Planting Loblolly Pine
in Cutover Longleaf Pine Forests by Civilian Conservation Corps
Enrollees in the 1930's and 40's
(bolded words in text indicate key words
During the years of the Great Depression, times were tough for
many Americans. To help fight off these hard times, the thirty second
President (Franklin D. Roosevelt) created jobs for millions of unemployed
young men to do projects which helped protect the environment. These
people formed what was called the Civilian
Conservation Corps. In much of the South, land that was logged
of all of its trees stretched as far as you could see. Young longleaf
pine trees were difficult to find and hard to plant, so in place
the Civilian Conservation Corps planted this barren land with loblolly
or slash pine.
Accepting the Presidential nomination on July 1, 1932, New York
Governor Franklin Roosevelt planned a fight against soil
erosion and declining timber
resources, utilizing the unemployed of large urban areas. He proposed
to recruit thousands of unemployed young men (mostly white males
between the ages of 18 and 25 years old), enroll them in a peacetime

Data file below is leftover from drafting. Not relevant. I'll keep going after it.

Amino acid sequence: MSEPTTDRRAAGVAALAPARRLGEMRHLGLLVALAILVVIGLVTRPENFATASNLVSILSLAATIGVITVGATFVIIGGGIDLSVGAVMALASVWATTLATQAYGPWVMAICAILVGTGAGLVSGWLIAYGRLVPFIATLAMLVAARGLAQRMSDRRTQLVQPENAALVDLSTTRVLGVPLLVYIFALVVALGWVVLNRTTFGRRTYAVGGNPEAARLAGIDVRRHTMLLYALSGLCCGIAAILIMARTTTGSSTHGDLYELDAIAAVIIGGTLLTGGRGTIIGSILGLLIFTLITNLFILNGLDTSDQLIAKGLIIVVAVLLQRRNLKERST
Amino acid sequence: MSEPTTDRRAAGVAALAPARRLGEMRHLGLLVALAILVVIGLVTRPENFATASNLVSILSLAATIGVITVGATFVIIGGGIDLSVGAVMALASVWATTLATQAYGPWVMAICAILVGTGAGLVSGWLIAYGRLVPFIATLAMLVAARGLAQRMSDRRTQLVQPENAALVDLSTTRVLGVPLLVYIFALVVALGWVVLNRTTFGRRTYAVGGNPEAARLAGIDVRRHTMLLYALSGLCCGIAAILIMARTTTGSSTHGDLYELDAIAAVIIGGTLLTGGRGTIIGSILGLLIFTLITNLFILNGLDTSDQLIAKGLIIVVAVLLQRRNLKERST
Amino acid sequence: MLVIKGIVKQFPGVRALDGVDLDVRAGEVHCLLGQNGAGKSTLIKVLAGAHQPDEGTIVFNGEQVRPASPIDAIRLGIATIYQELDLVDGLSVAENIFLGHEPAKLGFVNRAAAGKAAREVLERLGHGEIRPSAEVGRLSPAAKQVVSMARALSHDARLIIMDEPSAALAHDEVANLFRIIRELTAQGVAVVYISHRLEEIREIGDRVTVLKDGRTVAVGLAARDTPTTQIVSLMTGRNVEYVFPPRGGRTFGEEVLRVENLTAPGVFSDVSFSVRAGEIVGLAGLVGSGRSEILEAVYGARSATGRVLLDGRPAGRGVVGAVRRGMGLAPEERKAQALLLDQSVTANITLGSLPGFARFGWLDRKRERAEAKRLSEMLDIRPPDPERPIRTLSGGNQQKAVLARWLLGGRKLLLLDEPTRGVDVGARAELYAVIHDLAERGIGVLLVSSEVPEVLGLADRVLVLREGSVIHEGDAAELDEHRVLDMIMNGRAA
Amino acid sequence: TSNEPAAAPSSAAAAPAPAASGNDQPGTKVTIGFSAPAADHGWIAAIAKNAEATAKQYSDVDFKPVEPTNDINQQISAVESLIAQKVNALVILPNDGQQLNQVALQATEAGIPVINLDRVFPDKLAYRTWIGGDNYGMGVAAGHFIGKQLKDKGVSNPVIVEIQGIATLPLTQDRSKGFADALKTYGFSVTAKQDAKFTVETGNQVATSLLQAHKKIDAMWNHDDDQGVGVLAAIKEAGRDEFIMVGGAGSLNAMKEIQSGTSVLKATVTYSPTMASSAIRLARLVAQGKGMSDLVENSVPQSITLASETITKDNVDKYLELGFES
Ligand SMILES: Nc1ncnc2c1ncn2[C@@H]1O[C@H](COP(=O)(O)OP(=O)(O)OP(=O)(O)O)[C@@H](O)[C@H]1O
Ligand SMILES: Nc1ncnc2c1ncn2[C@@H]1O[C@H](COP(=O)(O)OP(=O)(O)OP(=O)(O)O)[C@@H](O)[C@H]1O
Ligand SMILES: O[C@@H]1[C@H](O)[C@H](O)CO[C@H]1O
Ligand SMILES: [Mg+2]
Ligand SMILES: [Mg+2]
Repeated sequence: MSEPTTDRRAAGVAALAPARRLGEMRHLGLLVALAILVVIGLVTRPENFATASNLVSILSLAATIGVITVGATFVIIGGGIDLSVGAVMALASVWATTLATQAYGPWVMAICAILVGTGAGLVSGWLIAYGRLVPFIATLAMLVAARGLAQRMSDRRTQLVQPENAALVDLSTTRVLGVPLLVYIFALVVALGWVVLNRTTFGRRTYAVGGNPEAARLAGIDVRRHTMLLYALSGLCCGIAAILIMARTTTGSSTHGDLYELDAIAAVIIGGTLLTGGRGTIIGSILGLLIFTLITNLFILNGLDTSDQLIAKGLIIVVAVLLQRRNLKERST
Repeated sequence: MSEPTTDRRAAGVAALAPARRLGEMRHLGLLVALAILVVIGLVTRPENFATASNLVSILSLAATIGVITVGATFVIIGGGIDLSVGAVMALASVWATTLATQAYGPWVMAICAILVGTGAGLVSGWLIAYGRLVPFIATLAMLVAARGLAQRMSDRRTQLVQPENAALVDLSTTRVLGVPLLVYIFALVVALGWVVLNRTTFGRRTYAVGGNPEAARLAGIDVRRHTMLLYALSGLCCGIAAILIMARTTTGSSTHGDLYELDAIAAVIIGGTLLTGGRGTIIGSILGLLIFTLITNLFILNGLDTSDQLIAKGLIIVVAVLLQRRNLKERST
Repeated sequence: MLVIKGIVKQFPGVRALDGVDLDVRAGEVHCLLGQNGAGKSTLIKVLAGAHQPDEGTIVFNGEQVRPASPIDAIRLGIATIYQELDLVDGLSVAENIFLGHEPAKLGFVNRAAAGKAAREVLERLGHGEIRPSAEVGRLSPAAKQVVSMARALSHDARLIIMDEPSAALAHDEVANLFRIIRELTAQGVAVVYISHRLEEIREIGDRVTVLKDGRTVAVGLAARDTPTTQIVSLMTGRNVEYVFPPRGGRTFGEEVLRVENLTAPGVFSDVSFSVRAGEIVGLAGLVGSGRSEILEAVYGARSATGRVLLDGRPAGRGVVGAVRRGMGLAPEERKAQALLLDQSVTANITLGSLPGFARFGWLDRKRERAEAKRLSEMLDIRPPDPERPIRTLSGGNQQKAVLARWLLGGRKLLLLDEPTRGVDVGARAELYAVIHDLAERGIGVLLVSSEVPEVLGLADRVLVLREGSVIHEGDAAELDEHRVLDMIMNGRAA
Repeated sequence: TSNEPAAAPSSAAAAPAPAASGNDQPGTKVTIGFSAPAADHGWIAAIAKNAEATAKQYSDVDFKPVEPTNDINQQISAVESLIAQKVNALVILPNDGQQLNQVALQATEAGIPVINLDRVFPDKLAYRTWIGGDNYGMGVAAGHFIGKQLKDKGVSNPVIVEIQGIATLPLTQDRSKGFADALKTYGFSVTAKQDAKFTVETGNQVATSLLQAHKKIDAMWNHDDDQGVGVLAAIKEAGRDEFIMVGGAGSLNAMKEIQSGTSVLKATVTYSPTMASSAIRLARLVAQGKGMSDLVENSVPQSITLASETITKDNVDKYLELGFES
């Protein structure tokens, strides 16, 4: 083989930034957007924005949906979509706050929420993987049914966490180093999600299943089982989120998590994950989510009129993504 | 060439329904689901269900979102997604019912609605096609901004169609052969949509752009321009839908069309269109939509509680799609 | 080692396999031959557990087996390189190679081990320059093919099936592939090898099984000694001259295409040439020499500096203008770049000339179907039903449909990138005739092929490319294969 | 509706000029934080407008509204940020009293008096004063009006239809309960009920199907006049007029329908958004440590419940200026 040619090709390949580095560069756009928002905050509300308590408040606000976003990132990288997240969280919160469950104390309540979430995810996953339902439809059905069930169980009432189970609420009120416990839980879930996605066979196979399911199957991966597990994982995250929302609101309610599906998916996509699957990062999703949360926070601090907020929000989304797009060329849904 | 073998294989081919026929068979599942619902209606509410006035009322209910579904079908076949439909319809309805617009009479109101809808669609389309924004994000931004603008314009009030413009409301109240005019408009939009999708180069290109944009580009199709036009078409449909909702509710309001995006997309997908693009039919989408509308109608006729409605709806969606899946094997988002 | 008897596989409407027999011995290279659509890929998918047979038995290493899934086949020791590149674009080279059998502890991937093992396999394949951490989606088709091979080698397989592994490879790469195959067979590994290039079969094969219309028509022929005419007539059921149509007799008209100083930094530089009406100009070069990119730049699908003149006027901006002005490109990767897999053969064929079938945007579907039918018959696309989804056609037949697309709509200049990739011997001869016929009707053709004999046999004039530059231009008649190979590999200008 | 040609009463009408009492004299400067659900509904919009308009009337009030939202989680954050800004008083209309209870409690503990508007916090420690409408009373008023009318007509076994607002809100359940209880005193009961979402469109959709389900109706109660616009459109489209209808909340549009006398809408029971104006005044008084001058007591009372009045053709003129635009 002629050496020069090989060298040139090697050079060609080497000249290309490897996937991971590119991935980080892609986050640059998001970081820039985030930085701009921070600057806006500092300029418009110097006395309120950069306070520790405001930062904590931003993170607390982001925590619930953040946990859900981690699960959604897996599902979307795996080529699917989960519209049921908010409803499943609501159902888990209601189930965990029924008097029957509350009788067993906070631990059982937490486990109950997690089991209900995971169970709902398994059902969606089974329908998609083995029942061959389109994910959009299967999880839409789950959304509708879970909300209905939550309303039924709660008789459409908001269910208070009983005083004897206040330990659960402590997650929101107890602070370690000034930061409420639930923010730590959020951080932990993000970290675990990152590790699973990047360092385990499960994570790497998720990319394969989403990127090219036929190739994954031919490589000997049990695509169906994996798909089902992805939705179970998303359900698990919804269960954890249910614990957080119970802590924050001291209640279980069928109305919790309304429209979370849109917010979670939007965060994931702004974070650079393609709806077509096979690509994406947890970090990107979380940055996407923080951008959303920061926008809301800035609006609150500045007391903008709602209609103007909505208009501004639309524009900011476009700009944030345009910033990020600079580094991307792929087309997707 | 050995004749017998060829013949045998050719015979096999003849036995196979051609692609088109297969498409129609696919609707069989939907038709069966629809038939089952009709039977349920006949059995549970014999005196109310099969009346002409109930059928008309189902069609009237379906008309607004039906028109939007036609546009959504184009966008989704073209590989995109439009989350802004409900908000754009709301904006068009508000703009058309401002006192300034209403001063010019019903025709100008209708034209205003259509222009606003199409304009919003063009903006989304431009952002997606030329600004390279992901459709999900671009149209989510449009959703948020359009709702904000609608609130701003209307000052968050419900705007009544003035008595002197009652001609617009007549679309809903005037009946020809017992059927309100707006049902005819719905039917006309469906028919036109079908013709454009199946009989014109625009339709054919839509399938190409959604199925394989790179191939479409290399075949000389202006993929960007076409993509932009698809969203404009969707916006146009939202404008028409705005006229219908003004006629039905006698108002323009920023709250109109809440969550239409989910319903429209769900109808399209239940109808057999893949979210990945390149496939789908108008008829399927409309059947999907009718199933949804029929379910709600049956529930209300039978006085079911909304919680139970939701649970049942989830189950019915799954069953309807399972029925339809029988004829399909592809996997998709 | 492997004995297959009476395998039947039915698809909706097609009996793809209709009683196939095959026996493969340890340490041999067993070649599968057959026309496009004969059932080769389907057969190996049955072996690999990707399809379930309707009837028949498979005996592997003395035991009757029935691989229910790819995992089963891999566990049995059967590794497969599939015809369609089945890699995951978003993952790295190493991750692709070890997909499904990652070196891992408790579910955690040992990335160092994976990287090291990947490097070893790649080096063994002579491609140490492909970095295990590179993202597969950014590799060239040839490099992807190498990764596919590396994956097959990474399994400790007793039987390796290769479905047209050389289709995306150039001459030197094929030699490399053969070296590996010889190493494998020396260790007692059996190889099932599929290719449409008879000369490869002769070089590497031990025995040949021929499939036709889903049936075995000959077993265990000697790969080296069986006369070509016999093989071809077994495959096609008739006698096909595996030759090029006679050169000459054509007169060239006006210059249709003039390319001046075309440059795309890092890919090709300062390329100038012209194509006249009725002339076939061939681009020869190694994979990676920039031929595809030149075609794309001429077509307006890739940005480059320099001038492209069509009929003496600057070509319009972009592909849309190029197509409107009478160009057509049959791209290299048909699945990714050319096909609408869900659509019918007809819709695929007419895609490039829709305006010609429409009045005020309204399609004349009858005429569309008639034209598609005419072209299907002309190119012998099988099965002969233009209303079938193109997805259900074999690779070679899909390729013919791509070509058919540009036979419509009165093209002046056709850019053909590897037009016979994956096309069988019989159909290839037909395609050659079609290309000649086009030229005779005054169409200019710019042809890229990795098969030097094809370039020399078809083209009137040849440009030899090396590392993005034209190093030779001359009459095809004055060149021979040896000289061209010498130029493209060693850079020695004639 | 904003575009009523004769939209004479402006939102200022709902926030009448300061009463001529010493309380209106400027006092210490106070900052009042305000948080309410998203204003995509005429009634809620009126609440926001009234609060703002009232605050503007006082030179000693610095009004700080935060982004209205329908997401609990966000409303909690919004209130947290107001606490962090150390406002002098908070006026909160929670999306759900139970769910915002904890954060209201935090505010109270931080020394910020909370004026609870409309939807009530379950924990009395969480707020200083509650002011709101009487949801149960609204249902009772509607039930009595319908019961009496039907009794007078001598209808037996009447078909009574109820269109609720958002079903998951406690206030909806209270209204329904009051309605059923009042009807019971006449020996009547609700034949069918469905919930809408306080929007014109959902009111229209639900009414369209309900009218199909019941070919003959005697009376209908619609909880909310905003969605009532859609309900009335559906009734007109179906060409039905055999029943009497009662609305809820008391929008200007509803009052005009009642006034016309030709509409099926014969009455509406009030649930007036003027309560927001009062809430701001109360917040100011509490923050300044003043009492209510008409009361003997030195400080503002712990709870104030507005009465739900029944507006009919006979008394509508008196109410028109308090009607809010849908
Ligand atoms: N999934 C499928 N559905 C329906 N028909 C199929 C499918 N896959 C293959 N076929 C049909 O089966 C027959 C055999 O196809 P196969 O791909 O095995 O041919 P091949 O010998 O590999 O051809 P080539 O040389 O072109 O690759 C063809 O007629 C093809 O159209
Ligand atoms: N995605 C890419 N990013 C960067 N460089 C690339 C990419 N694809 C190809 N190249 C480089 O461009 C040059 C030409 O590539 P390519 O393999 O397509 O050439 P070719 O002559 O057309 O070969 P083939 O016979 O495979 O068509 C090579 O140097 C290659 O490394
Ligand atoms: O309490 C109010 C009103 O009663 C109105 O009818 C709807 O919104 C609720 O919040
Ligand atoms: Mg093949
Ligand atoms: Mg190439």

army, and send them into battle against destruction and erosion
of our natural resources.
The Civilian Conservation Corps (aka
camps were set up all over the United States. The men
planted trees, built public parks, drained swamps to fight malaria,
restocked rivers with fish, worked on flood control projects and
a range of other work that helped to conserve the environment. Between
1933 and 1941 over 3,000,000 men served in the CCC. The pay was
$30 dollars a month with $22 dollars of it being sent home to dependents.
Throughout the Corps, more than 40,000 illiterates were taught to
read and write.
CCC enrollees throughout the country were credited with renewing
the nation's decimated forests by planting an estimated three billion
trees from 1933 to 1942. In the South, CCC enrollees began to plant
large areas of cutover land with pine seedlings. Unfortunately,
the forestry community at the time saw longleaf pine as a slow-growing
tree, difficult to regenerate. So, in place of native
longleaf, off-site loblolly
or slash pine were carefully planted in tidy rows, amid the skeletons
of the ancient pine forests. This new crop of
loblolly and slash pine
plantations were less tolerant of fire then longleaf pine trees.
In order to protect this new investment of trees, a crusade spearheaded
by the Southern Forestry Educational Project
was initiated to preach that fire was a destructive agent in the
landscape and needed to be snuffed out. This message was later passed
on to Smokey Bear.
Key Words and Concepts (click
on for glossary definition): CCC,
Conservation Corps, loblolly
Forestry Educational Project, timber.